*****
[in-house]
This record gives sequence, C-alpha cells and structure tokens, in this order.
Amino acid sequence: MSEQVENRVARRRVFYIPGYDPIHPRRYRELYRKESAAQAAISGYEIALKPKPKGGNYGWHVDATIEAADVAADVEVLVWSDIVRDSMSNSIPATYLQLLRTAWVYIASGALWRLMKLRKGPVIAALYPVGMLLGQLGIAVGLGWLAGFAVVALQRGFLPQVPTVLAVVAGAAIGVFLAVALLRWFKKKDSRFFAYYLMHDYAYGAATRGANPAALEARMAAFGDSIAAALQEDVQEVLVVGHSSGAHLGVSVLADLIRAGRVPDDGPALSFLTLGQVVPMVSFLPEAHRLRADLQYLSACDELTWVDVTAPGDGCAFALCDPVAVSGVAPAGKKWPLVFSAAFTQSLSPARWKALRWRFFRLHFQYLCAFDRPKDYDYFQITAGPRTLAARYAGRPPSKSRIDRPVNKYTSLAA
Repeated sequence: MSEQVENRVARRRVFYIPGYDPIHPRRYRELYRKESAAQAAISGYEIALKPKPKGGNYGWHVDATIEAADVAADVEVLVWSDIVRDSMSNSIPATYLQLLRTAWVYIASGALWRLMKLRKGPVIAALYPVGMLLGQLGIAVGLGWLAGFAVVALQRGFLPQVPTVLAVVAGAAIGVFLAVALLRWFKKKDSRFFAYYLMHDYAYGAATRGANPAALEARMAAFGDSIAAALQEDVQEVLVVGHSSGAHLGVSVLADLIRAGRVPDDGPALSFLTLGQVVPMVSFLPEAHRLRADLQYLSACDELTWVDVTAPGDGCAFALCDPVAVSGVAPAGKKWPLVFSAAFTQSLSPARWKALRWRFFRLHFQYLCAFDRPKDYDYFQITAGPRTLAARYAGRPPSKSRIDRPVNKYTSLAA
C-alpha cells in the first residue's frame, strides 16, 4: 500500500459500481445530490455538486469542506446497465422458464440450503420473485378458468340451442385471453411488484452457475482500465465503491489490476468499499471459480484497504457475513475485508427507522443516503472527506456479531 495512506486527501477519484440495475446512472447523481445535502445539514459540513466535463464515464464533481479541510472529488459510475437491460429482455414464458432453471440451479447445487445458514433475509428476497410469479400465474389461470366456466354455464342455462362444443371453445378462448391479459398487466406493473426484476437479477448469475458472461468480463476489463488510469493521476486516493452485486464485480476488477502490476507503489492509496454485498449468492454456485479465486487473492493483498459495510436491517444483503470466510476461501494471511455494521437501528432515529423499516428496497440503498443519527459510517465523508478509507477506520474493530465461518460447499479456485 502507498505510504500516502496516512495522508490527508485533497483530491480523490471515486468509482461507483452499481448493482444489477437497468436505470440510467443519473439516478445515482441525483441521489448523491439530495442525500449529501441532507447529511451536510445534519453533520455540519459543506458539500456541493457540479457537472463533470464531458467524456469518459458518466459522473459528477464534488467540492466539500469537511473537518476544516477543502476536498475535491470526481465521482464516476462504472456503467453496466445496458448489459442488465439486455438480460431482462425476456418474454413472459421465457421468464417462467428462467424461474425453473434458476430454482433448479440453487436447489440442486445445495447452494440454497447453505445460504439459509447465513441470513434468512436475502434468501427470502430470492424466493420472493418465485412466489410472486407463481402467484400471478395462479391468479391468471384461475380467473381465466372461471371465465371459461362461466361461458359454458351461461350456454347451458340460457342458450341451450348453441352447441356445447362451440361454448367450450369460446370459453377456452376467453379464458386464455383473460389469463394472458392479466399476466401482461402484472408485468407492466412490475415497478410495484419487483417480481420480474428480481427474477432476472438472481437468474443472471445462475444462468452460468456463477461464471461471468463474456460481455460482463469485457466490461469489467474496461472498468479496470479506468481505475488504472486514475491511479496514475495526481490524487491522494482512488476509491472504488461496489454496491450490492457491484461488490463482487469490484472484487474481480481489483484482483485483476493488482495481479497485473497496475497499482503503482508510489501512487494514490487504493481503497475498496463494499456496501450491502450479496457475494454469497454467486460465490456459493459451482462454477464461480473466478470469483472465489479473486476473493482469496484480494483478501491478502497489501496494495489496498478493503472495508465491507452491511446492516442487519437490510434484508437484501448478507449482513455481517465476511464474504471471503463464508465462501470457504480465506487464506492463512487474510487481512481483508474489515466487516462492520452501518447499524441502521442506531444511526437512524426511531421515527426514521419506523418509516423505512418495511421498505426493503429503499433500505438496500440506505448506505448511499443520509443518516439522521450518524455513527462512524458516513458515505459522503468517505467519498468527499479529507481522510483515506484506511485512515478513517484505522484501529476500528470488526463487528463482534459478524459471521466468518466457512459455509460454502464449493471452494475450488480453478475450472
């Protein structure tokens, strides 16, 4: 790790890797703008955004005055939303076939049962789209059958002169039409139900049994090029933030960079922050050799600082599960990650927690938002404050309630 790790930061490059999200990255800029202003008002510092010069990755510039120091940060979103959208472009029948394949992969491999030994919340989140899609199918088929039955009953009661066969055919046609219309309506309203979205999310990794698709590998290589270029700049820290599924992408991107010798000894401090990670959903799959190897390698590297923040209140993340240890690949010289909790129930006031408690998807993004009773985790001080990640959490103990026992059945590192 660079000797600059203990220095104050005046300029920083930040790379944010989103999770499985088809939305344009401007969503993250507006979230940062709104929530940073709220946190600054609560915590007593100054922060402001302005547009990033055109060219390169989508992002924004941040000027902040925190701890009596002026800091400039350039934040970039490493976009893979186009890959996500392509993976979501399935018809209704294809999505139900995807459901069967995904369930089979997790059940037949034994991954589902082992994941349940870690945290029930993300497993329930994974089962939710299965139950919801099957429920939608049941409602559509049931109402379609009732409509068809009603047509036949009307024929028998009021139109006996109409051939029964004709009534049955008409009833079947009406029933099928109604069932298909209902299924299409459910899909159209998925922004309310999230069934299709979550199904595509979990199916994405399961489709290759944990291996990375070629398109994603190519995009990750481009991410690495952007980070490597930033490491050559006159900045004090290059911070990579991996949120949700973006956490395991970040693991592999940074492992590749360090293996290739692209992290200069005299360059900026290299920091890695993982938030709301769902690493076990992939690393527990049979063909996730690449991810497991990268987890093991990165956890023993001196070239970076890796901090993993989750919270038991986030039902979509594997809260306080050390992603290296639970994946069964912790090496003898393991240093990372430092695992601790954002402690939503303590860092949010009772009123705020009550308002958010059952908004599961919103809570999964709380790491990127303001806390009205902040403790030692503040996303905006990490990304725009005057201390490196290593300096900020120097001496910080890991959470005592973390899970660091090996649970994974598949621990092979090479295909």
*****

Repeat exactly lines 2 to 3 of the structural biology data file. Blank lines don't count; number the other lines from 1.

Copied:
This record gives sequence, C-alpha cells and structure tokens, in this order.
Amino acid sequence: MSEQVENRVARRRVFYIPGYDPIHPRRYRELYRKESAAQAAISGYEIALKPKPKGGNYGWHVDATIEAADVAADVEVLVWSDIVRDSMSNSIPATYLQLLRTAWVYIASGALWRLMKLRKGPVIAALYPVGMLLGQLGIAVGLGWLAGFAVVALQRGFLPQVPTVLAVVAGAAIGVFLAVALLRWFKKKDSRFFAYYLMHDYAYGAATRGANPAALEARMAAFGDSIAAALQEDVQEVLVVGHSSGAHLGVSVLADLIRAGRVPDDGPALSFLTLGQVVPMVSFLPEAHRLRADLQYLSACDELTWVDVTAPGDGCAFALCDPVAVSGVAPAGKKWPLVFSAAFTQSLSPARWKALRWRFFRLHFQYLCAFDRPKDYDYFQITAGPRTLAARYAGRPPSKSRIDRPVNKYTSLAA